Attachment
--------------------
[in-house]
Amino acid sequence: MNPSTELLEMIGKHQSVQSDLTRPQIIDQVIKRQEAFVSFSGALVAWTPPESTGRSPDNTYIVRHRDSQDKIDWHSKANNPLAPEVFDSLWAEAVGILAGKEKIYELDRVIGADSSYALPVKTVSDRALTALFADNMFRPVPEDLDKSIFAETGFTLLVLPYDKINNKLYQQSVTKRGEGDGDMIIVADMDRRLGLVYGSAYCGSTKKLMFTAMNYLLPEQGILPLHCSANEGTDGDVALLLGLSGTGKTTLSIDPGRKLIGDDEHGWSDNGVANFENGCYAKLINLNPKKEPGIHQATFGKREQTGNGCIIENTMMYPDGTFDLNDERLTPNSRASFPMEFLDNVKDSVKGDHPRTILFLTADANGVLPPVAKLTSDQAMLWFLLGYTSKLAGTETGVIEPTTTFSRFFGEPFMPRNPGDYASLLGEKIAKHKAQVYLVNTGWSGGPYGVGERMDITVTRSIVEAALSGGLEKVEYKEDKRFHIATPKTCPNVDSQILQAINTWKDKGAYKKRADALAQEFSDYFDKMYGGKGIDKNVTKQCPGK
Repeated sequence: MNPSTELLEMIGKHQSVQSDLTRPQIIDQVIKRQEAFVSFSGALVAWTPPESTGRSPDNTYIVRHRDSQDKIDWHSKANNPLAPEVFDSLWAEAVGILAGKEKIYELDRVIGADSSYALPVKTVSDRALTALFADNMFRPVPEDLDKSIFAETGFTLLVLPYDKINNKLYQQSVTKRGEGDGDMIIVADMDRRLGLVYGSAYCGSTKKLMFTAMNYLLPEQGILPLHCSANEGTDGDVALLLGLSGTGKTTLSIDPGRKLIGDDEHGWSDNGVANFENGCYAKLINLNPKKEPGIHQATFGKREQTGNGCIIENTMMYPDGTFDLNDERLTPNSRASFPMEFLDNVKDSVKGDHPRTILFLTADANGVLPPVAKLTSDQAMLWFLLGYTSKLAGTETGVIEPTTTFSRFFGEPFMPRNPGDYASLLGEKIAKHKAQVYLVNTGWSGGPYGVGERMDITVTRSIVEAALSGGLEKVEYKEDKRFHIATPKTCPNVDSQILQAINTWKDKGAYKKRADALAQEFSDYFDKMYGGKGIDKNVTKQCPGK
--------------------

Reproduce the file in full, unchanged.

[in-house]
Amino acid sequence: MNPSTELLEMIGKHQSVQSDLTRPQIIDQVIKRQEAFVSFSGALVAWTPPESTGRSPDNTYIVRHRDSQDKIDWHSKANNPLAPEVFDSLWAEAVGILAGKEKIYELDRVIGADSSYALPVKTVSDRALTALFADNMFRPVPEDLDKSIFAETGFTLLVLPYDKINNKLYQQSVTKRGEGDGDMIIVADMDRRLGLVYGSAYCGSTKKLMFTAMNYLLPEQGILPLHCSANEGTDGDVALLLGLSGTGKTTLSIDPGRKLIGDDEHGWSDNGVANFENGCYAKLINLNPKKEPGIHQATFGKREQTGNGCIIENTMMYPDGTFDLNDERLTPNSRASFPMEFLDNVKDSVKGDHPRTILFLTADANGVLPPVAKLTSDQAMLWFLLGYTSKLAGTETGVIEPTTTFSRFFGEPFMPRNPGDYASLLGEKIAKHKAQVYLVNTGWSGGPYGVGERMDITVTRSIVEAALSGGLEKVEYKEDKRFHIATPKTCPNVDSQILQAINTWKDKGAYKKRADALAQEFSDYFDKMYGGKGIDKNVTKQCPGK
Repeated sequence: MNPSTELLEMIGKHQSVQSDLTRPQIIDQVIKRQEAFVSFSGALVAWTPPESTGRSPDNTYIVRHRDSQDKIDWHSKANNPLAPEVFDSLWAEAVGILAGKEKIYELDRVIGADSSYALPVKTVSDRALTALFADNMFRPVPEDLDKSIFAETGFTLLVLPYDKINNKLYQQSVTKRGEGDGDMIIVADMDRRLGLVYGSAYCGSTKKLMFTAMNYLLPEQGILPLHCSANEGTDGDVALLLGLSGTGKTTLSIDPGRKLIGDDEHGWSDNGVANFENGCYAKLINLNPKKEPGIHQATFGKREQTGNGCIIENTMMYPDGTFDLNDERLTPNSRASFPMEFLDNVKDSVKGDHPRTILFLTADANGVLPPVAKLTSDQAMLWFLLGYTSKLAGTETGVIEPTTTFSRFFGEPFMPRNPGDYASLLGEKIAKHKAQVYLVNTGWSGGPYGVGERMDITVTRSIVEAALSGGLEKVEYKEDKRFHIATPKTCPNVDSQILQAINTWKDKGAYKKRADALAQEFSDYFDKMYGGKGIDKNVTKQCPGK